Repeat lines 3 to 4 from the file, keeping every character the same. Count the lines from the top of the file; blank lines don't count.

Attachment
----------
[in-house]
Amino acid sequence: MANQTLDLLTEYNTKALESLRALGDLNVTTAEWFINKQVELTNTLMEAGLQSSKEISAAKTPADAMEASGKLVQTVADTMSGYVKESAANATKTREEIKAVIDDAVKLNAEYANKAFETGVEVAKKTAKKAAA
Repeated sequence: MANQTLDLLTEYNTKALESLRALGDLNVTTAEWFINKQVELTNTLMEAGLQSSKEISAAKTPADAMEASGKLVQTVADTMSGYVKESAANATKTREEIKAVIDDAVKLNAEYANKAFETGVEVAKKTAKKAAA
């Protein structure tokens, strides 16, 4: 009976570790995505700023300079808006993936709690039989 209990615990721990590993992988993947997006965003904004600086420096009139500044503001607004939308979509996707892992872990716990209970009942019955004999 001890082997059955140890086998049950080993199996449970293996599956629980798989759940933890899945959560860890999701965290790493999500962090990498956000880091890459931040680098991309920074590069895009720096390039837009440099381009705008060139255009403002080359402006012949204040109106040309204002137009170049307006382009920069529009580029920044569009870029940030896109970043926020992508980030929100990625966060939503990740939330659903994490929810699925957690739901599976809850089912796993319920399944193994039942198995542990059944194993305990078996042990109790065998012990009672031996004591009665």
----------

Repeated sequence: MANQTLDLLTEYNTKALESLRALGDLNVTTAEWFINKQVELTNTLMEAGLQSSKEISAAKTPADAMEASGKLVQTVADTMSGYVKESAANATKTREEIKAVIDDAVKLNAEYANKAFETGVEVAKKTAKKAAA
């Protein structure tokens, strides 16, 4: 009976570790995505700023300079808006993936709690039989 209990615990721990590993992988993947997006965003904004600086420096009139500044503001607004939308979509996707892992872990716990209970009942019955004999 001890082997059955140890086998049950080993199996449970293996599956629980798989759940933890899945959560860890999701965290790493999500962090990498956000880091890459931040680098991309920074590069895009720096390039837009440099381009705008060139255009403002080359402006012949204040109106040309204002137009170049307006382009920069529009580029920044569009870029940030896109970043926020992508980030929100990625966060939503990740939330659903994490929810699925957690739901599976809850089912796993319920399944193994039942198995542990059944194993305990078996042990109790065998012990009672031996004591009665």